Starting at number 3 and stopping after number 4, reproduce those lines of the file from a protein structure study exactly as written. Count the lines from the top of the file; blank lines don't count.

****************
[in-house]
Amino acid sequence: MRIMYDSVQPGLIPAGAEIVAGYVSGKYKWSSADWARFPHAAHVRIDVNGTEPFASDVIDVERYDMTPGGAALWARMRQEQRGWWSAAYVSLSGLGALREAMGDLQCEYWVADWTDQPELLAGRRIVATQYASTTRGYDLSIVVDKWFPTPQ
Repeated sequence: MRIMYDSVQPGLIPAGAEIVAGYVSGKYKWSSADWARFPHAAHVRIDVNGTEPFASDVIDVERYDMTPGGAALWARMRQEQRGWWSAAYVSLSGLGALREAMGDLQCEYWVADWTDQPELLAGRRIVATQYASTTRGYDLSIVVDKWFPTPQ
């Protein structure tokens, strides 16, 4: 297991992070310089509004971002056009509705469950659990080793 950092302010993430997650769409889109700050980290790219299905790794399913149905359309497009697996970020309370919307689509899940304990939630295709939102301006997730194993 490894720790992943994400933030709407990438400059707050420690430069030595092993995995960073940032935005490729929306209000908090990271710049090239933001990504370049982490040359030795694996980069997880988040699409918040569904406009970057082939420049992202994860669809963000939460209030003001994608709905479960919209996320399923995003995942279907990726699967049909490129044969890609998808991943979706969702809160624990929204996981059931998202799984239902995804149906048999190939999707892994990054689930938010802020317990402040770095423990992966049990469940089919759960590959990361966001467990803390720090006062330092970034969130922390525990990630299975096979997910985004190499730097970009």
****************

Repeated sequence: MRIMYDSVQPGLIPAGAEIVAGYVSGKYKWSSADWARFPHAAHVRIDVNGTEPFASDVIDVERYDMTPGGAALWARMRQEQRGWWSAAYVSLSGLGALREAMGDLQCEYWVADWTDQPELLAGRRIVATQYASTTRGYDLSIVVDKWFPTPQ
């Protein structure tokens, strides 16, 4: 297991992070310089509004971002056009509705469950659990080793 950092302010993430997650769409889109700050980290790219299905790794399913149905359309497009697996970020309370919307689509899940304990939630295709939102301006997730194993 490894720790992943994400933030709407990438400059707050420690430069030595092993995995960073940032935005490729929306209000908090990271710049090239933001990504370049982490040359030795694996980069997880988040699409918040569904406009970057082939420049992202994860669809963000939460209030003001994608709905479960919209996320399923995003995942279907990726699967049909490129044969890609998808991943979706969702809160624990929204996981059931998202799984239902995804149906048999190939999707892994990054689930938010802020317990402040770095423990992966049990469940089919759960590959990361966001467990803390720090006062330092970034969130922390525990990630299975096979997910985004190499730097970009």